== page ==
Sandra Cisneros (right), the Mexican-American novelist whose books The House on Mango Street and Woman Hollering Creek are widely considered contemporary classics of American literature, has won the PEN / Nabokov Award for Achievement in International Literature. Cisneros is the third author to win the award. A collaboration between PEN America and the Vladimir Nabokov Literary Foundation, the award is given to a living author whose body of work, either written in or translated into English, represents the highest level of achievement in fiction, nonfiction, poetry, or drama....

Los Angeles Times, Feb. 5
Latest Library Links

Oral history project: The Black Experience in Bethlehem

Winston Alozie holds a collage of images of past parishioners while at St. John’s AME Zion Church in Bethlehem, Pennsylvania. Photo by Rick Kintzel, Allentown Morning Call

Wandalyn Enix traces her family’s arrival to Bethlehem, Pennsylvania, to the 1920s, when her grandparents fled the Jim Crow laws of South Carolina. The decision positioned her father for a job at the blast furnaces of a burgeoning Bethlehem Steel plant and a home on Pawnee Street, where Enix has fond memories of getting ready for dance recitals, church, and choir concerts. Her story will become part of an oral history project, “Voices from the African Diaspora: The Black Experience in Bethlehem,” spearheaded by the Bethlehem Area Public Library and such partners as Northampton Community College and Lehigh University....

Allentown (Pa.) Morning Call, Feb. 3

Scholarship planned in honor of Amber Clark

Amber Clark

A group from Woodward (Okla.) High School’s Class of 1995 is working to put together a scholarship to honor their late friend and classmate Amber Clark (right), Sacramento (Calif.) Public Library’s North Natomas branch supervisor who was fatally wounded by a gunman in the library parking lot the evening of December 11. Classmate Bryan Dick reached out to the Woodward newspaper to ask for the community’s help honoring his late classmate. The Amber Fawn Wooton-Clark Memorial Scholarship will be awarded to a high school student each year beginning in May 2020 in the amount of $2,000....

Woodward (Okla.) News, Jan. 29; KCRA-TV, Sacramento, Calif., Dec. 13, 2018
Dewey Decibel podcast

LC receives major Mellon Foundation grant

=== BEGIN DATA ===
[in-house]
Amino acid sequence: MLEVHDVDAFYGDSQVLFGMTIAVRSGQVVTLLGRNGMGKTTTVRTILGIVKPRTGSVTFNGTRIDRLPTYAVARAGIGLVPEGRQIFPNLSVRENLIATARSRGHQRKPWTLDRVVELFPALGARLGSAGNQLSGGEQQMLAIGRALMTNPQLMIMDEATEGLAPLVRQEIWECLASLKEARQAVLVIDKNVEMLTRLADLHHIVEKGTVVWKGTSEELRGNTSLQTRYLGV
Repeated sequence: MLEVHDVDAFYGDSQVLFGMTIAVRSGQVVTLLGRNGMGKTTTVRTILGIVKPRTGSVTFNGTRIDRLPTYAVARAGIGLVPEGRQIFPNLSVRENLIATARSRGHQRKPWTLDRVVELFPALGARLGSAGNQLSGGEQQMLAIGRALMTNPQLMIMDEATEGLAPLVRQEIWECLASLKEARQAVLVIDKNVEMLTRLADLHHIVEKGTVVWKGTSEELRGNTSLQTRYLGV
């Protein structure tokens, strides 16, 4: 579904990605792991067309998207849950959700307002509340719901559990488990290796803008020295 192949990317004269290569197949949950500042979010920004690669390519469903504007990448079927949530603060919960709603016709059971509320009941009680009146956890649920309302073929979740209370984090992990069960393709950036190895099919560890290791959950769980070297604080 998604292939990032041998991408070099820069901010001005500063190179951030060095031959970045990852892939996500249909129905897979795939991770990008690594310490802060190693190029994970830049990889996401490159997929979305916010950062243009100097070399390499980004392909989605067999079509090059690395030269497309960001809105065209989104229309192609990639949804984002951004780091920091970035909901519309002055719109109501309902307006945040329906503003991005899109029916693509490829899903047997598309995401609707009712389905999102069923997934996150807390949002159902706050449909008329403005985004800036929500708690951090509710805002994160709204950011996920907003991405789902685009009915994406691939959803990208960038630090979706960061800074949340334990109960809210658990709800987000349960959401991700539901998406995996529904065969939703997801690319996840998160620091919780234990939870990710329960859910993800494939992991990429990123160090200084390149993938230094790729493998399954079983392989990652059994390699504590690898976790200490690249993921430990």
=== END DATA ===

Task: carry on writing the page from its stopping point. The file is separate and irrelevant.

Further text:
Andrew W. Mellon Foundation logo

The Library of Congress has received a $540,000 grant from the Andrew W. Mellon Foundation to evaluate the physical health of the national collection of books in American research libraries and to guide their archive retention and preservation decisions. Titled “Assessing the Physical Condition of the National Collection,” the 40-month grant project through the Scholarly Communication Program will compare the physical, chemical, and optical characteristics of a representative sample of bibliographically identical books in five large research libraries....

Library of Congress, Feb. 4

The oldest surviving printed ad in English

Advertisement for William Caxton’s Ordinale ad usum Sarum (Oxford, Bodleian Library, Arch. G e.37), datable to 1476–1477

Erik Kwakkel writes: “Over the years I have developed a passion for the ways in which medieval scribes and booksellers promoted their products. Commercial book artisans had a variety of tools available to attract clients to their shops, from spam scribbled in the back of manuscripts (‘If you like this, I can make you one too!’) to unsubtle advertisement posters hung outside the shop door (‘Pick a pretty letter and I’ll make you a book!’). One of the smallest advertisements surviving from before the close of the Middle Ages dates from 1476–1477 and was produced by William Caxton, Britain’s first printer.”..

medievalbooks, Jan. 24

Facebook is having trouble with fact checkers

Facebook chief executive Mark Zuckerberg in San José on May 1, 2018

Cat Zakrzewski writes: “Snopes, a company well known for debunking online myths, said February 1 it is ending a partnership it began with Facebook in December 2016 after the presidential election highlighted that the social network could be exploited by bad actors, such as Russia, to disseminate false information. Facebook’s technology flagged potentially false stories to fact-checking partners such as Snopes, who were then paid to provide a rating of the story’s accuracy. Facebook said it used those ratings to demote false stories in News Feed, and to notify users trying to share inaccurate information that stories had been disputed.”...

Washington Post, Feb. 4; Snopes, Feb. 1; Facebook Newsroom, Dec. 15, 2016; June 14, 2018; Nieman Journalism Lab, Feb. 4; Dec. 15, 2016